A few years ago, I took Fifty Shades Of Grey out of the library (I didn't just buy in on Kindle like a normal person). Only after getting the volume home and flipping through its folded and stained pages did I start to wondered about the germs in library books. When you try to picture all the hands that these shared books come into contact with over their long life, it's safe to assume the paper is a veritable garden of bacteria. So if you're trying to concentrate on the words on the page, not the germs on the page, just how dirty are these reads?
Would I have checked Fifty Shades out if I had known about the 2013 test of popular books in Belgium's Antwerp Public Library? Fifty Shades turned up positive for traces of both cocaine and herpes. Herpes! The other books tested, which included a children's book and some thrillers, also tested positive for cocaine. Does that mean our American versions of Fifty Shades are crawling with drugs and germs? Not necessarily — Antwerp is the second largest city in Belgium, and its lovely seaport makes it an ideal for lots of drug trafficking. Thankfully, the levels of contamination found on the book covers were not enough to get you high or give you a cold sore.
Worrying about the dangers of library book contamination is nothing new. Over a century ago, a 1911 article titled “The Disinfection of Books”, fanned the flames of hystria. Author L.B. Nice wrote in the Bulletin of the Medical Library Association, "Books seem well adapted for carrying small-pox, measles, scarlet fever, trachoma, diphtheria, erysipelas, dysentery, typhoid, and tuberculosis. Yet so far as I have been able to find, no satisfactory method for the disinfection of books is being used anywhere in this country. Books are a particular diversion of invalids and convalescents, therefore they are in much danger of becoming infected." Sorry invalids, time to look for a new hobby. Perhaps counting ceiling tiles would be safer?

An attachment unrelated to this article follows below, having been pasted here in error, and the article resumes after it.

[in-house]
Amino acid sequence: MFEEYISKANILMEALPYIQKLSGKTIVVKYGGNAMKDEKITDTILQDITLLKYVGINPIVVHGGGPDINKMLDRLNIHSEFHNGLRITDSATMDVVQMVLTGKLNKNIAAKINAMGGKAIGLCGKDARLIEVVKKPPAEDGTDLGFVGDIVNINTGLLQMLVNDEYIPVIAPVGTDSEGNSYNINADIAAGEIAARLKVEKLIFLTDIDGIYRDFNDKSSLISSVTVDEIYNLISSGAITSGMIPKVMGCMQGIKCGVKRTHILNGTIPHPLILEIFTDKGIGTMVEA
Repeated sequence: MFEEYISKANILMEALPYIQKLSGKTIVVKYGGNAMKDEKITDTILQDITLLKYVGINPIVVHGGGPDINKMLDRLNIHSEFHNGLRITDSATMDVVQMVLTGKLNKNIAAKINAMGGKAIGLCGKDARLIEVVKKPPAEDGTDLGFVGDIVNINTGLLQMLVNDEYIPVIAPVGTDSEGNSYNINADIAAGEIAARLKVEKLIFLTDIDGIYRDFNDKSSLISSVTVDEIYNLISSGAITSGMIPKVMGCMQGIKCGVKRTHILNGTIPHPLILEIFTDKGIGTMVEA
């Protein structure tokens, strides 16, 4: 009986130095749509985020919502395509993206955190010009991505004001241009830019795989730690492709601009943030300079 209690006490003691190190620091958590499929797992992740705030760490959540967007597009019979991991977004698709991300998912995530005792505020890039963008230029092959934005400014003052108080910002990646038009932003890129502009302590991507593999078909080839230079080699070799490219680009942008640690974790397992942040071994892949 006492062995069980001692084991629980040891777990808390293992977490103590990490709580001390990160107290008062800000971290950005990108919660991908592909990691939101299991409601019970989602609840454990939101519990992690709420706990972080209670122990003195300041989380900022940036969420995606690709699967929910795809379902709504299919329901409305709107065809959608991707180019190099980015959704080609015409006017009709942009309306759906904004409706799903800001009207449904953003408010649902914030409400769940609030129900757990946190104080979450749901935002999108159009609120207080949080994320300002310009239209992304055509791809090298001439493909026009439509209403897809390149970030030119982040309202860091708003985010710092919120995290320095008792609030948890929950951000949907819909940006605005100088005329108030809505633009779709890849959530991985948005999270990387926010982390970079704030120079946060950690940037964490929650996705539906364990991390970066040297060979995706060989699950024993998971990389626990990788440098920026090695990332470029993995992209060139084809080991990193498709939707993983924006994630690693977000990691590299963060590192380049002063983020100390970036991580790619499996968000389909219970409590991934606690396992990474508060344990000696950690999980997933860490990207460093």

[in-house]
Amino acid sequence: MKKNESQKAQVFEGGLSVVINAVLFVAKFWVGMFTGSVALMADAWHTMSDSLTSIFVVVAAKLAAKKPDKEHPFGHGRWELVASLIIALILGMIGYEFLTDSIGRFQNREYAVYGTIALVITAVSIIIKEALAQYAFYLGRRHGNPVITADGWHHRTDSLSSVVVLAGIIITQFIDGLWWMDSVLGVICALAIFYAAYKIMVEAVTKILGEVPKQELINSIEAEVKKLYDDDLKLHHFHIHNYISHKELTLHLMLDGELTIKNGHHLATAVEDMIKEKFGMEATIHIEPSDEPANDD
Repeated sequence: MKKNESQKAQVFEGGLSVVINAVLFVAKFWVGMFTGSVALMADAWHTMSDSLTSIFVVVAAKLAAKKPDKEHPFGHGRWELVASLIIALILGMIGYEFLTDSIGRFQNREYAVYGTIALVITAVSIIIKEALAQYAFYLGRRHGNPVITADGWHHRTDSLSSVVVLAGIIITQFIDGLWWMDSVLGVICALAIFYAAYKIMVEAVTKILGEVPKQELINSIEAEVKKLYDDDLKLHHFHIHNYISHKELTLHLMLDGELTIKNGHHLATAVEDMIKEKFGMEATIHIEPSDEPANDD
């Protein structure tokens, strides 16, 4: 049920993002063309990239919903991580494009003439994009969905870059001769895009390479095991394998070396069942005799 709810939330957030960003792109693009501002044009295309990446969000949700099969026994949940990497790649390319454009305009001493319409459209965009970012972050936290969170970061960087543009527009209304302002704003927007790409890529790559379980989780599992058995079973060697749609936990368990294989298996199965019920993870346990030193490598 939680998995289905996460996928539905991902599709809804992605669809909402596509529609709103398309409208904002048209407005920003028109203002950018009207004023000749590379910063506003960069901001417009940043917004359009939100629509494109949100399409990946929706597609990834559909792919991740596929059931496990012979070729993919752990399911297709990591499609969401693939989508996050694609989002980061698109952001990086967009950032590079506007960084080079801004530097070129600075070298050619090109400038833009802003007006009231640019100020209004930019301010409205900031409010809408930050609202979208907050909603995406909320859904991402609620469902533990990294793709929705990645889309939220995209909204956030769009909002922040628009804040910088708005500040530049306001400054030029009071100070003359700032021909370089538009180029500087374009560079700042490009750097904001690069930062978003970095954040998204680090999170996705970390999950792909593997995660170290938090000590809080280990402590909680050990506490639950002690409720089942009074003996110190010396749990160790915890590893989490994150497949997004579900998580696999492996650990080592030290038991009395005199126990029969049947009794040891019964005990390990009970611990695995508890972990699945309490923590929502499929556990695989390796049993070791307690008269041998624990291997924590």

Nice also warned that people could contract and spread disease through books with the "uncleanly habit of moistening their fingers in their mouths when turning the leaves." To prove the theory, one scientist cut out the dirtiest parts of well-used library books, mixed the paper with a saline solution, centrifuged the liquid, and injected it into guinea pigs. Many of those poor guinea pigs died of strep, tuberculosis, and sepsis.
But as any adult will tell their two-year-old — books are for reading, not eating. And I guarantee that no librarian would recommend making yourself a grimy book water cocktail. And the issue of book contamination isn't just isolated to libraries. A 1994 study found bacteria on books belonging to libraries and family households alike. However, they were both deemed safe as neither was "a potential source of transmission."
While you are not putting yourself at risk of infection by taking out a library book, we might not be entirely in the clear. In 2012 people started to report sightings of bedbugs in library furniture across the country. Pesticide specialist Alicia Leytem informed the Wall Street Journal, that there is an easy solution for those concerned. She recommends bringing the library books home in a cloth bag, and putting the bag in a hot dryer for a half-hour which "will kill any bugs or eggs.” L.B. Nice, essentially recommended the same thing in 1911, touting steam and "dry hot air" as handy ways to kill any buggies and bacteria in the books. Even so, I might save myself the hassle and just buy the book on tape of Fifty Shades Darker.
Keep calm and read on!